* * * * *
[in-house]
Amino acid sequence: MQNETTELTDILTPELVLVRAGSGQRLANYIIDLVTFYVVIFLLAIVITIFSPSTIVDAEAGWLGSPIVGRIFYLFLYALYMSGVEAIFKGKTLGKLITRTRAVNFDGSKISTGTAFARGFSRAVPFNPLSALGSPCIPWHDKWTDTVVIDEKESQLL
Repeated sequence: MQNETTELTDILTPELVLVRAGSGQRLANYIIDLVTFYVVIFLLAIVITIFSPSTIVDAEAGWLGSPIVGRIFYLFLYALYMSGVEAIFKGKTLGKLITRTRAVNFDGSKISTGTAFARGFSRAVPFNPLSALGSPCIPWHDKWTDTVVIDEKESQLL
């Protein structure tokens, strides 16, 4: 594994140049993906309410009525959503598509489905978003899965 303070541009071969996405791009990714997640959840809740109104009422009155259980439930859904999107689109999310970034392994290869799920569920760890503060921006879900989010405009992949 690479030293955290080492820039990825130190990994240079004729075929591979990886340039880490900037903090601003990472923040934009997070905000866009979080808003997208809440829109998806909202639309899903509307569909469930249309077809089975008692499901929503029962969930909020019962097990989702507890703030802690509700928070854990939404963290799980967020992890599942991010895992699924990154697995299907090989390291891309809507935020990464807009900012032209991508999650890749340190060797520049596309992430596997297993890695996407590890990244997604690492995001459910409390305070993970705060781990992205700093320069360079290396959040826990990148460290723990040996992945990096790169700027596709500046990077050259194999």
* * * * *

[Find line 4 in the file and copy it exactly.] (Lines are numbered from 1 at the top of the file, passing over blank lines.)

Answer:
């Protein structure tokens, strides 16, 4: 594994140049993906309410009525959503598509489905978003899965 303070541009071969996405791009990714997640959840809740109104009422009155259980439930859904999107689109999310970034392994290869799920569920760890503060921006879900989010405009992949 690479030293955290080492820039990825130190990994240079004729075929591979990886340039880490900037903090601003990472923040934009997070905000866009979080808003997208809440829109998806909202639309899903509307569909469930249309077809089975008692499901929503029962969930909020019962097990989702507890703030802690509700928070854990939404963290799980967020992890599942991010895992699924990154697995299907090989390291891309809507935020990464807009900012032209991508999650890749340190060797520049596309992430596997297993890695996407590890990244997604690492995001459910409390305070993970705060781990992205700093320069360079290396959040826990990148460290723990040996992945990096790169700027596709500046990077050259194999």